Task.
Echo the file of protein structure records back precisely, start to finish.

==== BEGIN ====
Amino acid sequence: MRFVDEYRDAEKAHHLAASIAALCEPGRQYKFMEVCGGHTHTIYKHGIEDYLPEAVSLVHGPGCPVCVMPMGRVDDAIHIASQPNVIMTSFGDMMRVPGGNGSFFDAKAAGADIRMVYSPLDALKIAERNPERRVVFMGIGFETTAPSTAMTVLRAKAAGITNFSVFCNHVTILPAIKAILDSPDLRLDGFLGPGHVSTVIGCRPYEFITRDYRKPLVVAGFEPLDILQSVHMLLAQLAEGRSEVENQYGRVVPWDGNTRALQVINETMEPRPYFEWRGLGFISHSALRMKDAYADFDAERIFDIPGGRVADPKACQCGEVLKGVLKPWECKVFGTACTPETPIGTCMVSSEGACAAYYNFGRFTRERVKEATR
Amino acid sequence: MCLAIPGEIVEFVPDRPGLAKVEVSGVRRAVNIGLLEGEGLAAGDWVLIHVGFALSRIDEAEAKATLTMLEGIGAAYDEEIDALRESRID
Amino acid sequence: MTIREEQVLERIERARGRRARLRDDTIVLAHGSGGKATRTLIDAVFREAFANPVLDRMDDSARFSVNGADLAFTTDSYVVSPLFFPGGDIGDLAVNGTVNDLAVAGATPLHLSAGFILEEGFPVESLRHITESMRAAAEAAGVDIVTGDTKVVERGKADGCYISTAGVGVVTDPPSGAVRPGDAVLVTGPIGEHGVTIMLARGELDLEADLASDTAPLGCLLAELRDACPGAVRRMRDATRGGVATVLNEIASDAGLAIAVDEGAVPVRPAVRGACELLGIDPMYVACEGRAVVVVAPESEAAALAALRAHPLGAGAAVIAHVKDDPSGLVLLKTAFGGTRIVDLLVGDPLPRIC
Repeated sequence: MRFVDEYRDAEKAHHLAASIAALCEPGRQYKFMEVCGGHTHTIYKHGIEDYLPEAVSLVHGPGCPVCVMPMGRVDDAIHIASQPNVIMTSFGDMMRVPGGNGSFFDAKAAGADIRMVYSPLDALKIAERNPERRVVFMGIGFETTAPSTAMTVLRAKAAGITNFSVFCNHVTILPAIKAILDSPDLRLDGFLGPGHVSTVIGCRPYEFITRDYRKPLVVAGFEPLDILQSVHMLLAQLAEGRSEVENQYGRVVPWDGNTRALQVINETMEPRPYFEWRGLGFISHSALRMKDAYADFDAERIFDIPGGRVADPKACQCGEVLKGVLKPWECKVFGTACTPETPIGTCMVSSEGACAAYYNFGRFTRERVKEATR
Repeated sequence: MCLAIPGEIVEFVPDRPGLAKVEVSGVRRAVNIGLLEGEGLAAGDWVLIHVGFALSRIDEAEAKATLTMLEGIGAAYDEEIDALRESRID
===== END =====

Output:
Amino acid sequence: MRFVDEYRDAEKAHHLAASIAALCEPGRQYKFMEVCGGHTHTIYKHGIEDYLPEAVSLVHGPGCPVCVMPMGRVDDAIHIASQPNVIMTSFGDMMRVPGGNGSFFDAKAAGADIRMVYSPLDALKIAERNPERRVVFMGIGFETTAPSTAMTVLRAKAAGITNFSVFCNHVTILPAIKAILDSPDLRLDGFLGPGHVSTVIGCRPYEFITRDYRKPLVVAGFEPLDILQSVHMLLAQLAEGRSEVENQYGRVVPWDGNTRALQVINETMEPRPYFEWRGLGFISHSALRMKDAYADFDAERIFDIPGGRVADPKACQCGEVLKGVLKPWECKVFGTACTPETPIGTCMVSSEGACAAYYNFGRFTRERVKEATR
Amino acid sequence: MCLAIPGEIVEFVPDRPGLAKVEVSGVRRAVNIGLLEGEGLAAGDWVLIHVGFALSRIDEAEAKATLTMLEGIGAAYDEEIDALRESRID
Amino acid sequence: MTIREEQVLERIERARGRRARLRDDTIVLAHGSGGKATRTLIDAVFREAFANPVLDRMDDSARFSVNGADLAFTTDSYVVSPLFFPGGDIGDLAVNGTVNDLAVAGATPLHLSAGFILEEGFPVESLRHITESMRAAAEAAGVDIVTGDTKVVERGKADGCYISTAGVGVVTDPPSGAVRPGDAVLVTGPIGEHGVTIMLARGELDLEADLASDTAPLGCLLAELRDACPGAVRRMRDATRGGVATVLNEIASDAGLAIAVDEGAVPVRPAVRGACELLGIDPMYVACEGRAVVVVAPESEAAALAALRAHPLGAGAAVIAHVKDDPSGLVLLKTAFGGTRIVDLLVGDPLPRIC
Repeated sequence: MRFVDEYRDAEKAHHLAASIAALCEPGRQYKFMEVCGGHTHTIYKHGIEDYLPEAVSLVHGPGCPVCVMPMGRVDDAIHIASQPNVIMTSFGDMMRVPGGNGSFFDAKAAGADIRMVYSPLDALKIAERNPERRVVFMGIGFETTAPSTAMTVLRAKAAGITNFSVFCNHVTILPAIKAILDSPDLRLDGFLGPGHVSTVIGCRPYEFITRDYRKPLVVAGFEPLDILQSVHMLLAQLAEGRSEVENQYGRVVPWDGNTRALQVINETMEPRPYFEWRGLGFISHSALRMKDAYADFDAERIFDIPGGRVADPKACQCGEVLKGVLKPWECKVFGTACTPETPIGTCMVSSEGACAAYYNFGRFTRERVKEATR
Repeated sequence: MCLAIPGEIVEFVPDRPGLAKVEVSGVRRAVNIGLLEGEGLAAGDWVLIHVGFALSRIDEAEAKATLTMLEGIGAAYDEEIDALRESRID